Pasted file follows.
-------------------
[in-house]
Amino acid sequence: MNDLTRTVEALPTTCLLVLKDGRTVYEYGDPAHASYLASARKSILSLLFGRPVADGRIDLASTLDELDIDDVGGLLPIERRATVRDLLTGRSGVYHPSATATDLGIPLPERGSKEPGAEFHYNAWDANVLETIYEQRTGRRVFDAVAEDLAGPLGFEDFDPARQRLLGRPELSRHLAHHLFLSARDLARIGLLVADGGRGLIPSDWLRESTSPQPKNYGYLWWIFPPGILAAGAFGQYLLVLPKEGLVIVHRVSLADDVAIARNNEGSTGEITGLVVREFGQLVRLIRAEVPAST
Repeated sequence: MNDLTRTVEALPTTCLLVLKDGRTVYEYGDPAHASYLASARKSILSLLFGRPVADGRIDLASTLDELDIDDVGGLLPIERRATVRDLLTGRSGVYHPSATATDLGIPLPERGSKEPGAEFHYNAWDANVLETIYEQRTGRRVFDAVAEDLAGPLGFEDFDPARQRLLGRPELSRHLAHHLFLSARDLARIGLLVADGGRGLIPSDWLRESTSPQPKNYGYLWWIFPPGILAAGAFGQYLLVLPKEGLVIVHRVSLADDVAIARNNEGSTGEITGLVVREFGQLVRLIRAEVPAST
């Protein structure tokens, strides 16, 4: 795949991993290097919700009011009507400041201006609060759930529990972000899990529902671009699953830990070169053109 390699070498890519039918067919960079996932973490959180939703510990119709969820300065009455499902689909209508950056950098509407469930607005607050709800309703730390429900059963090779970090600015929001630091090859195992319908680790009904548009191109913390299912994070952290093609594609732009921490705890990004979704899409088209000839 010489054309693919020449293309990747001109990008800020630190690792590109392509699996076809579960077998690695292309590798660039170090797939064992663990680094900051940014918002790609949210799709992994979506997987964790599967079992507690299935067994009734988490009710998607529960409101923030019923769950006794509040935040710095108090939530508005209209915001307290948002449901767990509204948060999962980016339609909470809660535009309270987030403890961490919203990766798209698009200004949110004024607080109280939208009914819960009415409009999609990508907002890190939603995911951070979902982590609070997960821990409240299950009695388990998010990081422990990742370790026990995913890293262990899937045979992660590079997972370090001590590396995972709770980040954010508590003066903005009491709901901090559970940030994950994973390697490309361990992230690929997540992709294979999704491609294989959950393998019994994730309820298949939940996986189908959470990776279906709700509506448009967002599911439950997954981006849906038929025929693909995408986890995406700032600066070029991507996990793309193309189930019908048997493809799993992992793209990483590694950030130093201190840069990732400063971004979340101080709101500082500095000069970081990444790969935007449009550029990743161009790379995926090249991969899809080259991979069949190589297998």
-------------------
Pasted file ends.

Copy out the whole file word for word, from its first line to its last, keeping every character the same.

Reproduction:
[in-house]
Amino acid sequence: MNDLTRTVEALPTTCLLVLKDGRTVYEYGDPAHASYLASARKSILSLLFGRPVADGRIDLASTLDELDIDDVGGLLPIERRATVRDLLTGRSGVYHPSATATDLGIPLPERGSKEPGAEFHYNAWDANVLETIYEQRTGRRVFDAVAEDLAGPLGFEDFDPARQRLLGRPELSRHLAHHLFLSARDLARIGLLVADGGRGLIPSDWLRESTSPQPKNYGYLWWIFPPGILAAGAFGQYLLVLPKEGLVIVHRVSLADDVAIARNNEGSTGEITGLVVREFGQLVRLIRAEVPAST
Repeated sequence: MNDLTRTVEALPTTCLLVLKDGRTVYEYGDPAHASYLASARKSILSLLFGRPVADGRIDLASTLDELDIDDVGGLLPIERRATVRDLLTGRSGVYHPSATATDLGIPLPERGSKEPGAEFHYNAWDANVLETIYEQRTGRRVFDAVAEDLAGPLGFEDFDPARQRLLGRPELSRHLAHHLFLSARDLARIGLLVADGGRGLIPSDWLRESTSPQPKNYGYLWWIFPPGILAAGAFGQYLLVLPKEGLVIVHRVSLADDVAIARNNEGSTGEITGLVVREFGQLVRLIRAEVPAST
């Protein structure tokens, strides 16, 4: 795949991993290097919700009011009507400041201006609060759930529990972000899990529902671009699953830990070169053109 390699070498890519039918067919960079996932973490959180939703510990119709969820300065009455499902689909209508950056950098509407469930607005607050709800309703730390429900059963090779970090600015929001630091090859195992319908680790009904548009191109913390299912994070952290093609594609732009921490705890990004979704899409088209000839 010489054309693919020449293309990747001109990008800020630190690792590109392509699996076809579960077998690695292309590798660039170090797939064992663990680094900051940014918002790609949210799709992994979506997987964790599967079992507690299935067994009734988490009710998607529960409101923030019923769950006794509040935040710095108090939530508005209209915001307290948002449901767990509204948060999962980016339609909470809660535009309270987030403890961490919203990766798209698009200004949110004024607080109280939208009914819960009415409009999609990508907002890190939603995911951070979902982590609070997960821990409240299950009695388990998010990081422990990742370790026990995913890293262990899937045979992660590079997972370090001590590396995972709770980040954010508590003066903005009491709901901090559970940030994950994973390697490309361990992230690929997540992709294979999704491609294989959950393998019994994730309820298949939940996986189908959470990776279906709700509506448009967002599911439950997954981006849906038929025929693909995408986890995406700032600066070029991507996990793309193309189930019908048997493809799993992992793209990483590694950030130093201190840069990732400063971004979340101080709101500082500095000069970081990444790969935007449009550029990743161009790379995926090249991969899809080259991979069949190589297998």